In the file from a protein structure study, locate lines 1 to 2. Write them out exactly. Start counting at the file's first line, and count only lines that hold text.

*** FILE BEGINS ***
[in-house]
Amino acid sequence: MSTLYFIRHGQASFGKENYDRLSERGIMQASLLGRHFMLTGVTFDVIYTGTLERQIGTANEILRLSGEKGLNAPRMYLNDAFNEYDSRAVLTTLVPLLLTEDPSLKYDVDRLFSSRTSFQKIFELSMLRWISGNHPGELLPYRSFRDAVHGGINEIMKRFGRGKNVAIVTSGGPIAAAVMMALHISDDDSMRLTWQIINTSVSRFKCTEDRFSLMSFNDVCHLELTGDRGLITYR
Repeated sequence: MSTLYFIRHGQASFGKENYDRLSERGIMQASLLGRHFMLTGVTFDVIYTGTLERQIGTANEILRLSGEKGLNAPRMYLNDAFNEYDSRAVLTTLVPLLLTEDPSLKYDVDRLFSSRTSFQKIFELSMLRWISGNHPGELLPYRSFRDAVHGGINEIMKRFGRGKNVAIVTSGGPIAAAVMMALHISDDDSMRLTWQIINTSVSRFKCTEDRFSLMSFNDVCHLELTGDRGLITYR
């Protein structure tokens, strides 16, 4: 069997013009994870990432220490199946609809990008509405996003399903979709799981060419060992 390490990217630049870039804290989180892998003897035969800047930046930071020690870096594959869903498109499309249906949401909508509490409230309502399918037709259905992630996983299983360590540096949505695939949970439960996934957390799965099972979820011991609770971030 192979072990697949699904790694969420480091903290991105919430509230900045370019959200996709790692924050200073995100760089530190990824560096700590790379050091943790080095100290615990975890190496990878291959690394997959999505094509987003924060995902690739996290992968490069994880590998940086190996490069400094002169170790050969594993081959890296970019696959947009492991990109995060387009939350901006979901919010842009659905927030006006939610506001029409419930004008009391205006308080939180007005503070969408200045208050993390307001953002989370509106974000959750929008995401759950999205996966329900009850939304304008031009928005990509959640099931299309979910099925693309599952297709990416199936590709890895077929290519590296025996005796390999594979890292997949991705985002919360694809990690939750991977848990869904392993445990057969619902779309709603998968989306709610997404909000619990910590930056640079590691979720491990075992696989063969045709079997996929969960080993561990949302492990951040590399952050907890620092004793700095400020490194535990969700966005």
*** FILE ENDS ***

[in-house]
Amino acid sequence: MSTLYFIRHGQASFGKENYDRLSERGIMQASLLGRHFMLTGVTFDVIYTGTLERQIGTANEILRLSGEKGLNAPRMYLNDAFNEYDSRAVLTTLVPLLLTEDPSLKYDVDRLFSSRTSFQKIFELSMLRWISGNHPGELLPYRSFRDAVHGGINEIMKRFGRGKNVAIVTSGGPIAAAVMMALHISDDDSMRLTWQIINTSVSRFKCTEDRFSLMSFNDVCHLELTGDRGLITYR